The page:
PML-N leader also prays for constitution of full court to decide matters involving interpretation and application of Article 63-A.

ISLAMABAD    -   Former Punjab chief minister Hamza Shehbaz Friday challenged the Supreme Court of Pakistan’s verdict which declared Parvez Elahi as Chief Minister of Punjab.

The former chief minister Punjab filed the review petition through Mansoor Awan Advocate against the Supreme Court order dated July 26 which thwarted former deputy speaker Dost Mohammad Mazari’s ruling and declared Elahi as the new CM of the province. In his petition, he cited CM Punjab Chaudhry Parvez Elahi, Chief Secretary Punjab and former Deputy Speaker Punjab Sardar Dost Muhammad Mazari as respondents.

The PML-N leader also prayed that a full court be constituted to decide the matters involving the interpretation and application of Article 63-A of the Constitution in this regard, as well as other connected matters and that they are heard together by the full court or at least a 12-member bench.

It was July 26 when a three-member bench of the apex court headed by Chief Justice of Pakistan Justice Umar Ata Bandial and comprised Justice Ijazul Ahsan and Justice Muneeb Akhtar after hearing the arguments of Pakistan Tehrik-e-Insaf and Speaker Punjab Assembly Parvez Elahi, declared, “Chaudhry Parvez Elahi as duly-elected Chief Minister of the Punjab in consequence of the runoff election held on 22nd July, 2022.”

The review petition adopted the stance that the Supreme Court in its Order erred in holding that observations made in District Bar Association with respect to Article 63-A of the Constitution were nothing more than “passing remarks not bearing relevance to the matter of vires nor explicating the actual or true words of the Constitution.”

It said that the Order erred in holding that the observations in District Bar Association with regards to the Party Head issuing the direction under 63-A in relation to, (1) election of the Prime Minister or the Chief Minister (Article 63A(1)(b)(i)), (2) a vote of confidence or a vote of no-confidence (Article 63A(1)(b)(ii)), and (3) a Money Bill or a Constitution (Amendment Bill) (Article 63A(1)(b)(iii)), were “passing remarks”. Further, the Order wrongly held that District Bar Association did not bear any relevance to the matter of vires nor did it explicate the actual or true words of the Constitution.

It said that the Order, in essence, has suggested that the words introduced and amended by the 18th Amendment in the Constitution are somehow not “actual or true words of the Constitution”. The 18th Amendment, just like the Constitution (Fourteenth Amendment) Act, 1997 (“14th Amendment”), introduced a particular formulation of words in the Constitution.

Some of those words make up Article 63-A of the Constitution.

The petitioner submitted that the counsel appearing for the petitioners in District Bar Association, as mentioned above, repeatedly argued that the party head’s binding direction was allegedly problematic because of the possibility of an unelected person influencing elected members in how they cast their 9 votes as to matters listed in Article 63A(1)(b)(i) to Article 63A(1)(b)(iii) of the Constitution. A majority of the 17-member bench not only recorded these arguments, but addressed them head-on. Therefore, these were not mere “passing remarks” but an outcome of a reasoned analysis.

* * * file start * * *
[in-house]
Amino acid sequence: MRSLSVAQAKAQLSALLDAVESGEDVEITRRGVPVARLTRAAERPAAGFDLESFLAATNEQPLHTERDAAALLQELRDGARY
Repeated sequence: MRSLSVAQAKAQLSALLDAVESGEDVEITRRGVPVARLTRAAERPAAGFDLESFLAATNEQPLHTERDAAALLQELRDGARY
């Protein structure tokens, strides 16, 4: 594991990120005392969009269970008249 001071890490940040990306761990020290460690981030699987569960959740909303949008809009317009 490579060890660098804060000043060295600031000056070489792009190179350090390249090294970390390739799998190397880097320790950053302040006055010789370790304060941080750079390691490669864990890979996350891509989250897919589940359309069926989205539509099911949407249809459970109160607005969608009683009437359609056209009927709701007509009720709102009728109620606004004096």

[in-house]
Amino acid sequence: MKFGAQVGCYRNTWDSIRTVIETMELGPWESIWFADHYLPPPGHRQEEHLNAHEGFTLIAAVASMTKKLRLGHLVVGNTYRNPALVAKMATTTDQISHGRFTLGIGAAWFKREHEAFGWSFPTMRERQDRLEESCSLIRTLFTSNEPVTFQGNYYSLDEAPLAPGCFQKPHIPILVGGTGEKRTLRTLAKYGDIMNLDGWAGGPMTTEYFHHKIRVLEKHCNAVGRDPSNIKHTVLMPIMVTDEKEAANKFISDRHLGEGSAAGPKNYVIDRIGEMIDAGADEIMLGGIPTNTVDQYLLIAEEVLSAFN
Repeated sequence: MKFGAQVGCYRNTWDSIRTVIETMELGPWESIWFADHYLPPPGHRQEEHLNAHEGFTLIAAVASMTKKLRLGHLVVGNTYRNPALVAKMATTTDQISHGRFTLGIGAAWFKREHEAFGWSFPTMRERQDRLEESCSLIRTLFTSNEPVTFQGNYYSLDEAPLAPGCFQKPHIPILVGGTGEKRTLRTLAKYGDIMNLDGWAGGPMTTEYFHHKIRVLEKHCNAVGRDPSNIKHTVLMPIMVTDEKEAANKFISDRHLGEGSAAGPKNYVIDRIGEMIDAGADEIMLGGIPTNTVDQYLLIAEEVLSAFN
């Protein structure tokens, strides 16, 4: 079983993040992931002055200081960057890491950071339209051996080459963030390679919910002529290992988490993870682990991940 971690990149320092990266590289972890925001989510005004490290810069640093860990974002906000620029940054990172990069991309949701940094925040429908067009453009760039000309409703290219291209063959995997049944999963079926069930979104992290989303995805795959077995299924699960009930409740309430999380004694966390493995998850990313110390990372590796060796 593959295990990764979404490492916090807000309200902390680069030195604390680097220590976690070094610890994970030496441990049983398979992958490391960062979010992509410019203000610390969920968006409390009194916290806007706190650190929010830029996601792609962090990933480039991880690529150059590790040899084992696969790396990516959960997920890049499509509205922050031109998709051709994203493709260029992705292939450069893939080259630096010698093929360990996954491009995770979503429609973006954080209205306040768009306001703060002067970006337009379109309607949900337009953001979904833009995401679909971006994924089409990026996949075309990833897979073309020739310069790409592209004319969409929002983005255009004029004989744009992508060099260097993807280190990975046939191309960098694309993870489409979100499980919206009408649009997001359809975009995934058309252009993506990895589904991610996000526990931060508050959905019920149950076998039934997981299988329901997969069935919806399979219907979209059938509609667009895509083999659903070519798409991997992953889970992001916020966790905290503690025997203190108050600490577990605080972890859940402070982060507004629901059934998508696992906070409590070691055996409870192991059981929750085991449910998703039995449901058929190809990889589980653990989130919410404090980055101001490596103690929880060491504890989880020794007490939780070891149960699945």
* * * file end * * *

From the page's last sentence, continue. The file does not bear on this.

It further stated that the 8-member plurality authored by Justice Azmat Saeed referred to the fact that in third-world countries, a party head is the reason why votes are cast in general elections because of the “trust and confidence that he evokes”. Therefore, Party Head giving a direction at the behest of a Parliamentary Party was not seen as problematic at all. Furthermore, the plurality also mentioned that this solution in the Constitution has been proposed to address the evil of votes of parliamentarians being bought for cash, and even though the Party Head directing the votes as to the matters listed in 63A(b)(i) to 63A(b)(iii) of the Constitution was a solution for now, it is not meant to be a solution for ever. These are hardly “passing remarks”. The same can be said of Justice Dost Muhammad Khan and Justice Faez Isa’s judgments.

The petitioner contended that importantly, the change proposed by the 18th Amendment, substituted the Head of the Parliamentary Party with the Party Head, who was to declare in writing that defection of a Parliamentary Party’s member had taken place. Therefore, through the 18th Amendment, the language of Article 63A of the Constitution was amended. With the provision of the Constitution amended, it is somewhat disingenuous to suggest that when the 18th Amendment, including the changes made in Article 63A of the Constitution, was considered and deliberated upon in District Bar 10 Association, that analysis and conclusion were merely “passing remarks” and not an explication of “actual or true words” of the Constitution.

It also said that the SC Order erred in holding that the short order in Presidential Reference No. 1 of 2022 rendered on 17.05.2022 was incorrectly and erroneously applied in the Deputy Speaker’s ruling dated 22.07.2022, as the short order in Presidential Reference No. 1 of 2022, just like the Order, fails to provide any guidance that if a direction from a Parliamentary Party is to be understood differently from a direction of the Party Head, then what is meant by the direction of the Parliamentary Party, and in fact there is no error in the Punjab Assembly’s Deputy Speaker’s ruling.